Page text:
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9 September, 2016
On Being Wrong
In the Ted Talks video featuring Kathren Schulz, Kathren asks “why do we get stuck in this feeling of ‘being right?’” In life we are all exposed to and experience not only being wrong, but the realization and the headache of the denial of the act. We see being wrong as humiliating and as a slap to the face. She challenges the listener to try to accept the inevitability of being wrong about things. Schulz’s aim is to get her audience to understand that “just because we get something wrong, that doesn’t mean something is wrong with us.” She is trying to get us to not only see our view, but also the window others peer out of.
If I applied Schulz teachings to my own life, I would quickly try to see a problem or situation from all sides and accept that I am not all-knowing I would find myself more content and happier, my health would most likely improve. Why do we get stuck in this feeling of being right? Holding on to the “I AM RIGHT’ card causes our lives to be less effective therefore we remain stagnant instead of growing to our full potential. Though stubbornness and human nature would hold me back from exercising these better habits, I would try to see how accepting “wrong” is a learning opportunity. The more I do so, the more I would grow.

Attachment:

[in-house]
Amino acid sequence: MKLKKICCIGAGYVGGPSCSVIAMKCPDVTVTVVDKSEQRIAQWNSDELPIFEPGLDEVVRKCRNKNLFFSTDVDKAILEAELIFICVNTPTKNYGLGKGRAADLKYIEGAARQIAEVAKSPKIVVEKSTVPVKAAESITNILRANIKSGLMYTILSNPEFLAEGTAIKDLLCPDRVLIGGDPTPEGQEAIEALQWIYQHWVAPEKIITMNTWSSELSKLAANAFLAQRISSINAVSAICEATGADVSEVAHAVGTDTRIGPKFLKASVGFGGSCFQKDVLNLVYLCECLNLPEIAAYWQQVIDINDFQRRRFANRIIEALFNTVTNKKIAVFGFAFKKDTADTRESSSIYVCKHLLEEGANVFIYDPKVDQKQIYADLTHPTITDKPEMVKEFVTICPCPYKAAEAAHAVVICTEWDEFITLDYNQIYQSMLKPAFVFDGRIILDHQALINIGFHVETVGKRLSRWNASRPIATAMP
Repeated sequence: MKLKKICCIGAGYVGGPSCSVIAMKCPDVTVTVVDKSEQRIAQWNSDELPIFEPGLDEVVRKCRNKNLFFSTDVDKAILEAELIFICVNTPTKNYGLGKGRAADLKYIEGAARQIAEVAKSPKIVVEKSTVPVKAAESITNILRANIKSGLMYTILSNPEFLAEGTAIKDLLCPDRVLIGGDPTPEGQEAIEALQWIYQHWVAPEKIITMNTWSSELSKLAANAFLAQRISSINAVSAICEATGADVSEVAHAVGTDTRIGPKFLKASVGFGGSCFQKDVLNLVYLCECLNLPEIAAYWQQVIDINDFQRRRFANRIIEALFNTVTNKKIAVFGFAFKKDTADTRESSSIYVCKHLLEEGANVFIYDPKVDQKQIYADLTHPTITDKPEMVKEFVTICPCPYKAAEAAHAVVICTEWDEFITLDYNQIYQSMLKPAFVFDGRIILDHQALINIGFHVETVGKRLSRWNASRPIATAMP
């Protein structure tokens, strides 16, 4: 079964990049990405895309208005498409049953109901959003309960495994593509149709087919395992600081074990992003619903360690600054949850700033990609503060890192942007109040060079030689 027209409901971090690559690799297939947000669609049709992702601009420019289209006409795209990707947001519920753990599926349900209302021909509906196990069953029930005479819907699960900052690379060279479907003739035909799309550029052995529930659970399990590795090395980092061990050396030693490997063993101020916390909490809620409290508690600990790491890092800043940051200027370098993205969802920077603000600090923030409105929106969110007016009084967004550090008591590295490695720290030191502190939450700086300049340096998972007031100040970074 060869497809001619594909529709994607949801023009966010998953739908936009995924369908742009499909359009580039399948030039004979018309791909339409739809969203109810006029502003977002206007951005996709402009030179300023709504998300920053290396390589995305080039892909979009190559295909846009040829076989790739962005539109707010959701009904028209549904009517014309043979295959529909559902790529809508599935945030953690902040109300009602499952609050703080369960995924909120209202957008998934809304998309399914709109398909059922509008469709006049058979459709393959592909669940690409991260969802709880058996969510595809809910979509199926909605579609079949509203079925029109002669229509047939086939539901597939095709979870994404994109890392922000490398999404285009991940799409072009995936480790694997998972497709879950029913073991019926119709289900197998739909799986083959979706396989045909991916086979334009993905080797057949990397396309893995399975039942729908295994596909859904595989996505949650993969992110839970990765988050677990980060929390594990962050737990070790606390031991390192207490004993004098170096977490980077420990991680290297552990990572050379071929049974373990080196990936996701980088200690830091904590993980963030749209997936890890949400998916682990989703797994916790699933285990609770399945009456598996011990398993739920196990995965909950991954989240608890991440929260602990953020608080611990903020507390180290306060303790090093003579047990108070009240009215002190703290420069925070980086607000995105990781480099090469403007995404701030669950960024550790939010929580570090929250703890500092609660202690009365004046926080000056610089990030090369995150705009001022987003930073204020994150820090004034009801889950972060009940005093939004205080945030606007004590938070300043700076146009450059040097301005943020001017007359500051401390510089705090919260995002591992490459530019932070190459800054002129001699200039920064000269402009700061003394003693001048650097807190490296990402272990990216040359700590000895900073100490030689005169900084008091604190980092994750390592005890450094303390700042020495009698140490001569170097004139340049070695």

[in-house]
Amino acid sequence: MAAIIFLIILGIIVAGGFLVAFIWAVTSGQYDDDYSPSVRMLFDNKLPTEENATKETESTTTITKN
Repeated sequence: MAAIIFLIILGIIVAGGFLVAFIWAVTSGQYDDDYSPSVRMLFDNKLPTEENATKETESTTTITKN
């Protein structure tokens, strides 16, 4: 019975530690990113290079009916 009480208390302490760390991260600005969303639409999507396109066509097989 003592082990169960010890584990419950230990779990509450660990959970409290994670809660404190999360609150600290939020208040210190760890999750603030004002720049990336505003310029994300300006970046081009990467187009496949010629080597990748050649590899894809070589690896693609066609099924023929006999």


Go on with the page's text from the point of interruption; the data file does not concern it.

In society, parents and childcare providers cultivate disciplinary culture as a shameful ordeal, thus indicating a child’s imperfection as ignorance and inept ability. This typical human nature might be harmful, but it can also allow us to strive to avoid the ugly stigma of being wrong as a misgiving. Schulz explains that we have a problem in society when someone disagrees with our beliefs we tend to assume those who disagree with us as being ignorant imbeciles. Then if we know that “they” have the knowledge ,and still disagree then they are simply idiots; lastly if they can’t see things our way and have the information well then they are just plain evil! If as a society, we would teach that being wrong opens the windows for us to see something better, it could heighten our knowledge and experience. Once we take a step back and look at all the missing fragments, perhaps only then can we piece together the master-piece of compromise and wisdom.
As life-long students we must take advantage of these lessons being taught all around us, we gain personal growth, happiness, and ultimately, humility. An experiment I’d like to see the results of would be to have two classrooms, one in which the teacher would teach that correctional techniques as tools for learning, and in the other classroom, continue as society does now, and see how this concept changes the way the students treat each other and how being wrong feels different when addressed as an opportunity and not as an opportunity to humiliate.” The miracle of your mind isn’t that you can see the world as it is. It’s that you can see the world as it isn’t.” Schulz